New AMC signs show motorsports complex features

| January 4, 2012
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Since the February 9, 2011, announcement of the Americus Motorsports Complex (AMC), the Star Racing team has been working tirelessly on the lengthy planning and approval process required for such a large facility. After more than 30 years in the motorcycle drag racing industry, Star Racing owners George and Jackie Bryce are utilizing their own experiences and the knowledge of others in the industry to ensure that this motorsports complex is a world class facility with as few hurdles as possible along the way.

Before the Americus Motorsports Complex was announced to the public, meetings had been

underway for nearly a year with the Americus-Sumter County Payroll Development Authority (PDA) to secure a proper location for the facility. At the time, the PDA owned the 449 acres of farmland directly across from South Georgia Technical College (SGTC) and suggested it to the Bryces as a potential land purchase for them to build on. The PDA had owned these parcels of land since 2002.

However, before the land could be sold for the purpose of building the AMC, it had to be rezoned by the Sumter County Planning and Zoning Board from a RR-Rural Residential District to a C-3 Commercial Recreation District. After a 45-minute hearing with a full house of local citizens, the Planning and Zoning Board unanimously approved the request on Feb. 3, 2011. It was announced publicly the next week that Star Racing was the company behind the future facility.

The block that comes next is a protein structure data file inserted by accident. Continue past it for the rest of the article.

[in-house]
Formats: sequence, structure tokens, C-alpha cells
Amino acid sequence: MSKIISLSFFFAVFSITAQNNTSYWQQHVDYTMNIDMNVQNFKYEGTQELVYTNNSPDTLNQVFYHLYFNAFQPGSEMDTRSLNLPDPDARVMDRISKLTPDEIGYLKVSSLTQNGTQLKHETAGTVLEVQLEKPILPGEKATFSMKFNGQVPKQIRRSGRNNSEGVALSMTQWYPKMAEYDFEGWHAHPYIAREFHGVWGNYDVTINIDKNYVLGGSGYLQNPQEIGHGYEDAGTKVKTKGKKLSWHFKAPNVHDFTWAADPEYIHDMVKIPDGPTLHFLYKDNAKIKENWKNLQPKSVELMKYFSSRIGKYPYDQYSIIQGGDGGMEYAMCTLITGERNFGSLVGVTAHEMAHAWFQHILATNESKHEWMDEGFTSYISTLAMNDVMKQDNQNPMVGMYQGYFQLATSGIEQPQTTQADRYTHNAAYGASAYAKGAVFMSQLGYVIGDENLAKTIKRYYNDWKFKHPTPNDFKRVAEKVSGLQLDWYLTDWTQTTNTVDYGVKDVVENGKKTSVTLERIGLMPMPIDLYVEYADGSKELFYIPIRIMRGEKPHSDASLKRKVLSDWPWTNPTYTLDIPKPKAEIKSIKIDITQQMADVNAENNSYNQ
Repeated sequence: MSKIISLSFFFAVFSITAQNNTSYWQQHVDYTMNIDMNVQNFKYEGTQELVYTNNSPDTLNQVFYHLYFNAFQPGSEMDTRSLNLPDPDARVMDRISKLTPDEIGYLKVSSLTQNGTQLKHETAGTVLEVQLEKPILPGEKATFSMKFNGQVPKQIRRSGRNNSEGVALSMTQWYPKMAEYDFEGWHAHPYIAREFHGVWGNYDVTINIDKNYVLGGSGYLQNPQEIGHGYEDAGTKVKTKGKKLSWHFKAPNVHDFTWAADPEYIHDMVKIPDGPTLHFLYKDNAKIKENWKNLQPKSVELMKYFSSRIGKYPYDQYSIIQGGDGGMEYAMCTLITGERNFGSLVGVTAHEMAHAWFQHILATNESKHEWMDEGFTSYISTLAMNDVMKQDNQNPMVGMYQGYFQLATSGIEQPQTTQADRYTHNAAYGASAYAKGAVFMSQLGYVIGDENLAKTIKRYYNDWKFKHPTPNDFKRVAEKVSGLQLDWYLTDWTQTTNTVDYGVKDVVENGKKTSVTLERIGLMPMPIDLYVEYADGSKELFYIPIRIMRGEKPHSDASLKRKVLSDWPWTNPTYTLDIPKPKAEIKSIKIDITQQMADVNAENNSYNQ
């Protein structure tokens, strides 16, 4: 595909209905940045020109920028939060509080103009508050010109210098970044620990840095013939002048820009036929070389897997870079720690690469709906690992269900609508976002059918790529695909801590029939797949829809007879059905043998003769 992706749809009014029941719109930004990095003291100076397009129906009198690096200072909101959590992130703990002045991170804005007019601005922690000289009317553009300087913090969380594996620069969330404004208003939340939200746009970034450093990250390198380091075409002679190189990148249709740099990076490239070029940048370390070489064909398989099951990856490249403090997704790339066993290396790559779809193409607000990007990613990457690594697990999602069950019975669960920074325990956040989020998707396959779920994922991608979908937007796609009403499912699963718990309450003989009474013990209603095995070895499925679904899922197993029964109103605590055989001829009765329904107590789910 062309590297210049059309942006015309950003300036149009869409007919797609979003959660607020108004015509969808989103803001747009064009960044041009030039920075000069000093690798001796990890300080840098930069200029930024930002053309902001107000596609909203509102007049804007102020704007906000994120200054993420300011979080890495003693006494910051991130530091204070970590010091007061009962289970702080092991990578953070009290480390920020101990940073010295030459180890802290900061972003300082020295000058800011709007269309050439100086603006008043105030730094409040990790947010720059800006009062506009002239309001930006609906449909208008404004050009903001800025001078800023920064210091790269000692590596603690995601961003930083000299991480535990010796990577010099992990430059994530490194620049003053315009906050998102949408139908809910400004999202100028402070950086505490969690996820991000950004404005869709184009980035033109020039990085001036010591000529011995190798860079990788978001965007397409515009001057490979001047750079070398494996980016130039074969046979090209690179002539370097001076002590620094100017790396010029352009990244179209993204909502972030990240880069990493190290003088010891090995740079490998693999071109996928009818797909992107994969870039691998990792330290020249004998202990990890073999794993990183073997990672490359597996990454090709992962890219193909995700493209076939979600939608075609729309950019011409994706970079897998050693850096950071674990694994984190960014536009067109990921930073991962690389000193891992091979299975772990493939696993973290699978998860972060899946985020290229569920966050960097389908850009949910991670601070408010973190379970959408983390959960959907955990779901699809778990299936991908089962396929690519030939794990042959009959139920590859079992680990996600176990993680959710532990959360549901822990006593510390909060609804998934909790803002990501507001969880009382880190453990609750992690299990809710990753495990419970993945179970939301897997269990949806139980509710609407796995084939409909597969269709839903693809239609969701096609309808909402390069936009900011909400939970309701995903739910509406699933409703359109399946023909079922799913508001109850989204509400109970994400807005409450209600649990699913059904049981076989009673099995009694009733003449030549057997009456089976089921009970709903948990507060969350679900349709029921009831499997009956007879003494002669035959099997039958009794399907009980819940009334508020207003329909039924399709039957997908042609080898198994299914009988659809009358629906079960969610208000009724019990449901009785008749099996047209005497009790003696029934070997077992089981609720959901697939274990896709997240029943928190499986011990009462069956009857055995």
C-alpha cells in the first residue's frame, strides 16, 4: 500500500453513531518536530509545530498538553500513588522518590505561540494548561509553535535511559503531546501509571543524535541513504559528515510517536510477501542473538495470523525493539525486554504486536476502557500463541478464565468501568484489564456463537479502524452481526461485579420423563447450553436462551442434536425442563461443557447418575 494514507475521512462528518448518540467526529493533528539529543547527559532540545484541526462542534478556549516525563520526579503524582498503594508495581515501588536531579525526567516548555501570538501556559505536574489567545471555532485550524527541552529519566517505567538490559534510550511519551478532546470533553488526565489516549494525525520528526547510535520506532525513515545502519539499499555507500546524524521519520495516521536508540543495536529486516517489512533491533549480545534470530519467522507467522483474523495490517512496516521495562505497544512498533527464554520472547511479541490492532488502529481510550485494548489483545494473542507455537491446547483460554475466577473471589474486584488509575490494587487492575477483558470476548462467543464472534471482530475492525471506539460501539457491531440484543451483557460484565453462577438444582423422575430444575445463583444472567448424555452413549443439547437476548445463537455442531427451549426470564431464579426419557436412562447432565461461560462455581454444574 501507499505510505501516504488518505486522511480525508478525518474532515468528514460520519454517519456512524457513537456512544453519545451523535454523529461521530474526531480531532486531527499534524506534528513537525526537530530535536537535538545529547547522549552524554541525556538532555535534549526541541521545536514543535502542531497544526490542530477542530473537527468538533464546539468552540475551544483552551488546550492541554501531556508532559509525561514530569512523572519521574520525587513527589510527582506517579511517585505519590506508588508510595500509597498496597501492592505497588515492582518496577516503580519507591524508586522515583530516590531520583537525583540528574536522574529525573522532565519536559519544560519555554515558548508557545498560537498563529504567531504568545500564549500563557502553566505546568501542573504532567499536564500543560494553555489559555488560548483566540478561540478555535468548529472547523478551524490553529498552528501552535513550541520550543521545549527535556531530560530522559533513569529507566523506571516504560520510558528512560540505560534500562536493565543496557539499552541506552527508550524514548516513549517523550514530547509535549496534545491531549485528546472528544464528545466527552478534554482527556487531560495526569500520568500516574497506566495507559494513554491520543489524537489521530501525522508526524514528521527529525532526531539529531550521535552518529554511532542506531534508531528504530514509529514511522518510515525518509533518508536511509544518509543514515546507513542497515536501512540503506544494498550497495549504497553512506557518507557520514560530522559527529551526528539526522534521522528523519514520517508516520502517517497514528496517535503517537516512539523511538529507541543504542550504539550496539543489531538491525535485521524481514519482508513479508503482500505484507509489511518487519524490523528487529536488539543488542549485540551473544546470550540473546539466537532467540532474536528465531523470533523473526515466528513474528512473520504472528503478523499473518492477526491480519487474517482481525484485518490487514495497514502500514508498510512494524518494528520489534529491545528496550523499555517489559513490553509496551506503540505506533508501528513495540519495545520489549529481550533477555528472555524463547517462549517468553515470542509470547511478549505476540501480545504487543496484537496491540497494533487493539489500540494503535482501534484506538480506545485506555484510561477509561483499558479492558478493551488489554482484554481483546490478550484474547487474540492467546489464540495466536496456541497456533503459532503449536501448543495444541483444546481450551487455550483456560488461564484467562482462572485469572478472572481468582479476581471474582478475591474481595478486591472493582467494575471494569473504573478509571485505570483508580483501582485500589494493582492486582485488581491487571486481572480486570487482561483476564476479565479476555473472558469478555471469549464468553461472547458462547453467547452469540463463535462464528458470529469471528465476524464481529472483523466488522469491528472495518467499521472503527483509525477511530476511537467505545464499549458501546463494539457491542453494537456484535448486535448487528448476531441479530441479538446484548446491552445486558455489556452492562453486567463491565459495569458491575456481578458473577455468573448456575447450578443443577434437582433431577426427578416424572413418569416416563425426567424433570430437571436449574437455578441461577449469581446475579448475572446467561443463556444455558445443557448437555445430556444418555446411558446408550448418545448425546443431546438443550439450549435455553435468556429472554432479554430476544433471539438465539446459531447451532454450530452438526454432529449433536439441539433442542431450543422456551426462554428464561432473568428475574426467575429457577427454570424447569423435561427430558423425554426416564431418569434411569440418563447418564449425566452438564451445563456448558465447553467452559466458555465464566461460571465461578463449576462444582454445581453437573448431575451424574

By mid-summer, the Bryces signed a purchase agreement with the PDA to secure the 449 acres of land, after more than a year of meetings and talks. The purchase agreement states that in the event that proper payments are not made by the AMC, ownership of the land reverts back to the PDA. The agreement also has provisions to prevent the Bryces from selling or developing the land for something other than the already stated purpose of a motorsports complex.

After finalizing the purchase agreement for the AMC land, the Bryces enlisted the help of Paxton Waters Architecture for the design of the complex and chose local company Harrell & Jackson Inc. as the engineering firm for the project. With more than 30 years in architecture, Paxton Waters has been involved in the design solutions on numerous speedway facilities, including the Las Vegas Motor Speedway, California Speedway, Iowa Speedway, Prairie Hills Motorsports Club, Bluegrass Motorsports Club and more. Gary Harrell and Brian Jackson, of Harrell & Jackson Inc., have more than 45 combined years in the engineering field. They will act as the project managers for all construction aspects of the motorsports complex, including wetlands permits, topographic surveys, bid administration and the overall building process.

“We realized early in the process that before any dirt can be moved, there were several steps we had to take to make sure that the construction wouldn’t be stopped later on,” Jackie said. “We have many friends in the industry that had great ideas and good intentions for building a track or dragstrip, but their plans were interrupted because they didn’t foresee a step or problem in the process. From the beginning, George and I just wanted to make sure that we plan for everything and learn as much as we can from others’ mistakes so that we don’t make the same ones. We wanted to get all the hurdles and red tape taken care of beforehand,” she said.

One such hurdle was the need for Federal Aviation Administration (FAA) approval for the AMC site plan. This authorization was necessary since the Runway Protection Zone (RPZ) for the Jimmy Carter Regional Airport across the street extends through the eastern corner of the AMC’s land. Due to RPZ restrictions, the original Americus Motorsports Complex site plan had to be readjusted to comply with the federal requirements. During the redesign process all of the original elements of the complex were kept in the plan and simply rearranged on the property. After approximately three months of waiting, the FAA recently announced their approval of the revised site plan, allowing Star Racing to move ahead in the process.